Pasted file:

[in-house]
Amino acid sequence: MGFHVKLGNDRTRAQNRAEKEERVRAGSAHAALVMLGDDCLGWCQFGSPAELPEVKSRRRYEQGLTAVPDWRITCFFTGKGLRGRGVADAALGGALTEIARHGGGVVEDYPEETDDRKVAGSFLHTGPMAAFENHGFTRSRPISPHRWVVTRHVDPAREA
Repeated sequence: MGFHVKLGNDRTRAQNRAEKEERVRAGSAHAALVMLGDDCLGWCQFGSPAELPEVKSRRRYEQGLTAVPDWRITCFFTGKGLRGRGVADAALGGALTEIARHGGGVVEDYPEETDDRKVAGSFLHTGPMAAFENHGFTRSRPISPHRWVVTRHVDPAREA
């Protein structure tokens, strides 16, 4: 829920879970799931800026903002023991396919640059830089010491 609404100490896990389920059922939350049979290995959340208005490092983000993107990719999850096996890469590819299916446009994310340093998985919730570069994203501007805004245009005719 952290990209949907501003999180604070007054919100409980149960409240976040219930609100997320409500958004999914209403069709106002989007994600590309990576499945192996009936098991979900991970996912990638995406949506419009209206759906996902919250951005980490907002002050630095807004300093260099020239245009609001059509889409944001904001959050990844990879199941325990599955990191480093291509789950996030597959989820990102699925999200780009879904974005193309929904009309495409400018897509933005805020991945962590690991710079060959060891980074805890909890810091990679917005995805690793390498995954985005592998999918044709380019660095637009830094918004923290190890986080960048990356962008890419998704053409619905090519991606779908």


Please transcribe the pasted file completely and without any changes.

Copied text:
[in-house]
Amino acid sequence: MGFHVKLGNDRTRAQNRAEKEERVRAGSAHAALVMLGDDCLGWCQFGSPAELPEVKSRRRYEQGLTAVPDWRITCFFTGKGLRGRGVADAALGGALTEIARHGGGVVEDYPEETDDRKVAGSFLHTGPMAAFENHGFTRSRPISPHRWVVTRHVDPAREA
Repeated sequence: MGFHVKLGNDRTRAQNRAEKEERVRAGSAHAALVMLGDDCLGWCQFGSPAELPEVKSRRRYEQGLTAVPDWRITCFFTGKGLRGRGVADAALGGALTEIARHGGGVVEDYPEETDDRKVAGSFLHTGPMAAFENHGFTRSRPISPHRWVVTRHVDPAREA
């Protein structure tokens, strides 16, 4: 829920879970799931800026903002023991396919640059830089010491 609404100490896990389920059922939350049979290995959340208005490092983000993107990719999850096996890469590819299916446009994310340093998985919730570069994203501007805004245009005719 952290990209949907501003999180604070007054919100409980149960409240976040219930609100997320409500958004999914209403069709106002989007994600590309990576499945192996009936098991979900991970996912990638995406949506419009209206759906996902919250951005980490907002002050630095807004300093260099020239245009609001059509889409944001904001959050990844990879199941325990599955990191480093291509789950996030597959989820990102699925999200780009879904974005193309929904009309495409400018897509933005805020991945962590690991710079060959060891980074805890909890810091990679917005995805690793390498995954985005592998999918044709380019660095637009830094918004923290190890986080960048990356962008890419998704053409619905090519991606779908």